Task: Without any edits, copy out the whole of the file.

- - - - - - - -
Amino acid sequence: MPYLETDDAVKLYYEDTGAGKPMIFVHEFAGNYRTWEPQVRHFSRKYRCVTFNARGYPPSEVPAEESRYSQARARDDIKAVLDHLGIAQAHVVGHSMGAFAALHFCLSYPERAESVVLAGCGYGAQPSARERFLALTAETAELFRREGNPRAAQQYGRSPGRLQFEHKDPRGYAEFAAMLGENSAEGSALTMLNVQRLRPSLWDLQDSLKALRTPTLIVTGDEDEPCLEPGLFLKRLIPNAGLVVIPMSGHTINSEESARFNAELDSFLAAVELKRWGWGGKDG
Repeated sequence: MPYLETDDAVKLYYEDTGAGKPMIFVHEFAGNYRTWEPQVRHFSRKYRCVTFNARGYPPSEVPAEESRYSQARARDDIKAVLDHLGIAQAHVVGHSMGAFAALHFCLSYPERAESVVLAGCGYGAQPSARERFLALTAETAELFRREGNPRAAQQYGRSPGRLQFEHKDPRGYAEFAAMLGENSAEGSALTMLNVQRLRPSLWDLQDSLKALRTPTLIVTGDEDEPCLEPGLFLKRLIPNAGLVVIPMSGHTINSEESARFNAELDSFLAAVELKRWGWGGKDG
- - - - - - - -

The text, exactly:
Amino acid sequence: MPYLETDDAVKLYYEDTGAGKPMIFVHEFAGNYRTWEPQVRHFSRKYRCVTFNARGYPPSEVPAEESRYSQARARDDIKAVLDHLGIAQAHVVGHSMGAFAALHFCLSYPERAESVVLAGCGYGAQPSARERFLALTAETAELFRREGNPRAAQQYGRSPGRLQFEHKDPRGYAEFAAMLGENSAEGSALTMLNVQRLRPSLWDLQDSLKALRTPTLIVTGDEDEPCLEPGLFLKRLIPNAGLVVIPMSGHTINSEESARFNAELDSFLAAVELKRWGWGGKDG
Repeated sequence: MPYLETDDAVKLYYEDTGAGKPMIFVHEFAGNYRTWEPQVRHFSRKYRCVTFNARGYPPSEVPAEESRYSQARARDDIKAVLDHLGIAQAHVVGHSMGAFAALHFCLSYPERAESVVLAGCGYGAQPSARERFLALTAETAELFRREGNPRAAQQYGRSPGRLQFEHKDPRGYAEFAAMLGENSAEGSALTMLNVQRLRPSLWDLQDSLKALRTPTLIVTGDEDEPCLEPGLFLKRLIPNAGLVVIPMSGHTINSEESARFNAELDSFLAAVELKRWGWGGKDG